A targeted immunomic approach identifies diagnostic antigens in the human pathogenBabesia microti

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Babesia microti is a protozoan parasite responsible for the majority of reported cases of human babesiosis and a major risk to the blood supply. Laboratory screening of blood donors may help prevent transfusion-transmitted babesiosis but there is no Food and Drug Administration–approved screening method yet available. Development of a sensitive, specific, and highly automated B. microti antibody assay for diagnosis of acute babesiosis and blood screening could have an important impact on decreasing the health burden of B. microti infection.


Herein, we take advantage of recent advances in B. microti genomic analyses, field surveys of the reservoir host, and human studies in endemic areas to apply a targeted immunomic approach to the discovery of B. microti antigens that serve as signatures of active or past babesiosis infections. Of 19 glycosylphosphatidylinositol (GPI)-anchored protein candidates (BmGPI1-19) identified in the B. microti proteome, 17 were successfully expressed, printed on a microarray chip, and used to screen sera from uninfected and B. microti–infected mice and humans to determine immune responses that are associated with active and past infection.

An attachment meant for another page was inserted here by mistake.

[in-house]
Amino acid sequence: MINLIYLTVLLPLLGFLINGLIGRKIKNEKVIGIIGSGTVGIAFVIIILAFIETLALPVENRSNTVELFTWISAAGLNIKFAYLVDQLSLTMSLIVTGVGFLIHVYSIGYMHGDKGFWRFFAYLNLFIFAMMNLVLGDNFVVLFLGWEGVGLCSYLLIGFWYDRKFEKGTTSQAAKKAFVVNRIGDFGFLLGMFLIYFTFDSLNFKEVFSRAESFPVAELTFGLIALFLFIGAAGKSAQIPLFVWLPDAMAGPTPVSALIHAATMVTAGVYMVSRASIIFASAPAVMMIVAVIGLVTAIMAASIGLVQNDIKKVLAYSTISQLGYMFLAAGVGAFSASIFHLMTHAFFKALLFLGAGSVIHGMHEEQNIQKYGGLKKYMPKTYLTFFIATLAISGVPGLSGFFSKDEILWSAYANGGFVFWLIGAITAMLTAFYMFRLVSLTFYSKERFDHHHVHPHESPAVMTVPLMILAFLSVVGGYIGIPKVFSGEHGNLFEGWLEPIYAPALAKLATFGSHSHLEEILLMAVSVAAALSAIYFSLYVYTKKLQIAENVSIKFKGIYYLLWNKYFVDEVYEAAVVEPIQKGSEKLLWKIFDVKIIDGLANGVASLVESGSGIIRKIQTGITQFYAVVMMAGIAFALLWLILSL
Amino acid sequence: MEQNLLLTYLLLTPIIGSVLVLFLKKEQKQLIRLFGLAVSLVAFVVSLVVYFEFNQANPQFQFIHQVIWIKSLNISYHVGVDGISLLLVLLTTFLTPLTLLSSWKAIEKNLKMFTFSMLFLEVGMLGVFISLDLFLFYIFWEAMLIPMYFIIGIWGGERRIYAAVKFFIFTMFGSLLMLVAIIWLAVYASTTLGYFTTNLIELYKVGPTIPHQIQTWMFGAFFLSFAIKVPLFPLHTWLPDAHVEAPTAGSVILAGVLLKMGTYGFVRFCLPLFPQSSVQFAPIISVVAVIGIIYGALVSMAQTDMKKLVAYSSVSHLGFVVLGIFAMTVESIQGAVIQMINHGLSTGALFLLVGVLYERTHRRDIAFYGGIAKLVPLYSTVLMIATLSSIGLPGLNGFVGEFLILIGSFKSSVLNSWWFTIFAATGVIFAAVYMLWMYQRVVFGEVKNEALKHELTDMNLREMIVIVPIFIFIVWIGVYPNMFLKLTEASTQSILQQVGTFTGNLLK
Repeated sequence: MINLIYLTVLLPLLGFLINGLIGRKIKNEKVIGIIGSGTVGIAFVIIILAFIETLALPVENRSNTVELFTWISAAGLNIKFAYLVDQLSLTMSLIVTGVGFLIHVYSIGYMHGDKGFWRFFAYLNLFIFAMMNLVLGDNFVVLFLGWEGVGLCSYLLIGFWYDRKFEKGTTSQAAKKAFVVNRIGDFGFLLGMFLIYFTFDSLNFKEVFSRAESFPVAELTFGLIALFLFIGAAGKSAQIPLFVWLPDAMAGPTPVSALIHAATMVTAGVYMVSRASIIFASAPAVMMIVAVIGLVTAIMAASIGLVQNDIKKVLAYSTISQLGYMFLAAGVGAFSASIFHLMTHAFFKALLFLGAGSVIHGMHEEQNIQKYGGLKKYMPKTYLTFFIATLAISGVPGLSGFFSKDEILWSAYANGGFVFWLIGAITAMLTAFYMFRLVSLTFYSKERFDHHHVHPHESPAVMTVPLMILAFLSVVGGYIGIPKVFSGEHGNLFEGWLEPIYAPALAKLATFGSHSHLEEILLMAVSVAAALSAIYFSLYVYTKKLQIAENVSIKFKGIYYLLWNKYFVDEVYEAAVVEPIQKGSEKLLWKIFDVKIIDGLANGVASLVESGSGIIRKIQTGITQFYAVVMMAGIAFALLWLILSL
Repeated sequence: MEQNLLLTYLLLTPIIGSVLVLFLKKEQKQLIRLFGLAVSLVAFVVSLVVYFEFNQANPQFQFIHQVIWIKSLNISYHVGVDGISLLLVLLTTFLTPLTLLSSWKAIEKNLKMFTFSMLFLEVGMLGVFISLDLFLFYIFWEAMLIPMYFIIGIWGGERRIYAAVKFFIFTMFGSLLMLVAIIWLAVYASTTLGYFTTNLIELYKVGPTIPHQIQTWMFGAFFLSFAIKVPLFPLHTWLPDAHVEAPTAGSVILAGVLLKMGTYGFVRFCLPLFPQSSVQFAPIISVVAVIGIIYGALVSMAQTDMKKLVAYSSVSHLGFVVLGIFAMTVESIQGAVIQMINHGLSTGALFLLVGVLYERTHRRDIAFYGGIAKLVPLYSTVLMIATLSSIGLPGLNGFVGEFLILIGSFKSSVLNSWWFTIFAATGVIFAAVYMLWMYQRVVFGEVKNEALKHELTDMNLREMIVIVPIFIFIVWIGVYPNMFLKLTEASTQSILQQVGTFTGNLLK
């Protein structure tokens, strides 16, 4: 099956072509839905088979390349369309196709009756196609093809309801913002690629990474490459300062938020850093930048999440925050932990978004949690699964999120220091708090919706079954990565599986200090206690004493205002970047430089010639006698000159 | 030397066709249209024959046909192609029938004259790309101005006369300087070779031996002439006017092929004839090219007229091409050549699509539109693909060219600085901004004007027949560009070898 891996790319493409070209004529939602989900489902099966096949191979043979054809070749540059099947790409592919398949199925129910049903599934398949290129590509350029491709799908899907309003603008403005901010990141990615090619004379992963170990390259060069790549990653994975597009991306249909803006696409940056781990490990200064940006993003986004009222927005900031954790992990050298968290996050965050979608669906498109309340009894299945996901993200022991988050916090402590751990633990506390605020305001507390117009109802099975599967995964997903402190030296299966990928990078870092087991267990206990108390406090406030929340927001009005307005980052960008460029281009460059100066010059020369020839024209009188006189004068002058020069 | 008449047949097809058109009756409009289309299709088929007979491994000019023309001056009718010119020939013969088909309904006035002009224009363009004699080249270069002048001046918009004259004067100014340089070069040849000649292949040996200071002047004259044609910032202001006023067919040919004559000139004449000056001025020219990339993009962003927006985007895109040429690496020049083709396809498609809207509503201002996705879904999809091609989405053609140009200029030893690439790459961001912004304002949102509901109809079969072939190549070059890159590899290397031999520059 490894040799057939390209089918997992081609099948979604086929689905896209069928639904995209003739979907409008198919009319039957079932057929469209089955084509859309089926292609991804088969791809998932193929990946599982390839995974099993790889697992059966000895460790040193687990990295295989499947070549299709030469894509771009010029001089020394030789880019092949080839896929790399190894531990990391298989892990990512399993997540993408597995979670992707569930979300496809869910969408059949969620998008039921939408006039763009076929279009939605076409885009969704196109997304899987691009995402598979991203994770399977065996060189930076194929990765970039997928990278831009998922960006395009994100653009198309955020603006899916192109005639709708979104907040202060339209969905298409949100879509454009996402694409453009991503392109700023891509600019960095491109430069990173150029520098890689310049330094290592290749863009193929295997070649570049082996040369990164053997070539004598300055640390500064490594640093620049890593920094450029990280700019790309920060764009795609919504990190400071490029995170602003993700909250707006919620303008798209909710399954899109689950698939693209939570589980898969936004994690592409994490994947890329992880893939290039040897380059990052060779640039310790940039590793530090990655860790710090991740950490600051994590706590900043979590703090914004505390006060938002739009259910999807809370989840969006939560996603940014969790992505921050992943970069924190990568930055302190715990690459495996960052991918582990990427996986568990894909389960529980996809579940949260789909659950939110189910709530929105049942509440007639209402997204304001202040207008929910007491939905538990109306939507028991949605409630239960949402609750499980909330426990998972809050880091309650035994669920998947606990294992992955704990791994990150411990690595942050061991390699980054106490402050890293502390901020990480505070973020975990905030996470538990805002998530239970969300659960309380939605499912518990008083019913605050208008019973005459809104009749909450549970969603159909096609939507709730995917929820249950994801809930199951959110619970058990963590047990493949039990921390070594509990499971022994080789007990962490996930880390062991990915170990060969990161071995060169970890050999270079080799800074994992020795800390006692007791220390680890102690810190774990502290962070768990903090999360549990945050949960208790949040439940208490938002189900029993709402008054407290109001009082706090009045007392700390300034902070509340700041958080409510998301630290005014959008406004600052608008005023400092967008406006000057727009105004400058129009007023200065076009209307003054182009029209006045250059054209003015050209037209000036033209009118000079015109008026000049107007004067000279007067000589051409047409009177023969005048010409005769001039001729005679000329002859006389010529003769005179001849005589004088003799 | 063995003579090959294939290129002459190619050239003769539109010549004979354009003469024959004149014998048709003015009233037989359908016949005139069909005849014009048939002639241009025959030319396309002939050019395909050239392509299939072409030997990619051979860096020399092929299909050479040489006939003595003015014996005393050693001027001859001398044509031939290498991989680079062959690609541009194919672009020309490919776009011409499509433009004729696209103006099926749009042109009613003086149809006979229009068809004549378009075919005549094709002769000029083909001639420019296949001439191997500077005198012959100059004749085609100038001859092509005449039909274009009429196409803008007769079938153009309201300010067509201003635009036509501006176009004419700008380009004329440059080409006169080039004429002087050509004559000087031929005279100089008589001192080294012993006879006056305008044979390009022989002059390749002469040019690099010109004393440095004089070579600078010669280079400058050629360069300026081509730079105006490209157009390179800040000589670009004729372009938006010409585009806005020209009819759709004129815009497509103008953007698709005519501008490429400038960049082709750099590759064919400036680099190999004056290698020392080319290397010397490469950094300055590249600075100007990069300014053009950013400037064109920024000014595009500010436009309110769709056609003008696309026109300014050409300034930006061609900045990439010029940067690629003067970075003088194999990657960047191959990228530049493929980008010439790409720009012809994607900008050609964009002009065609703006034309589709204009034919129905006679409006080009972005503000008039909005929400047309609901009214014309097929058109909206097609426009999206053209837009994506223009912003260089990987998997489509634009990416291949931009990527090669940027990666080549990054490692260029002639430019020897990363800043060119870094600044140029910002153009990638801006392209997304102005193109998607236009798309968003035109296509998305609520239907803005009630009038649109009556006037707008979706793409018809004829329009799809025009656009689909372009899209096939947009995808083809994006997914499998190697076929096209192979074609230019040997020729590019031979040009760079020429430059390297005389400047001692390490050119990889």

Antibody responses to various B. microti BmGPI antigens were detected and BmGPI12 was identified as the best biomarker of infection that provided high sensitivity and specificity when used in a microarray antibody assay.


BmGPI12 alone or in combination with other BmGPI proteins is a promising candidate biomarker for detection of B. microti antibodies that might be useful in blood screening to prevent transfusion-transmitted babesiosis.

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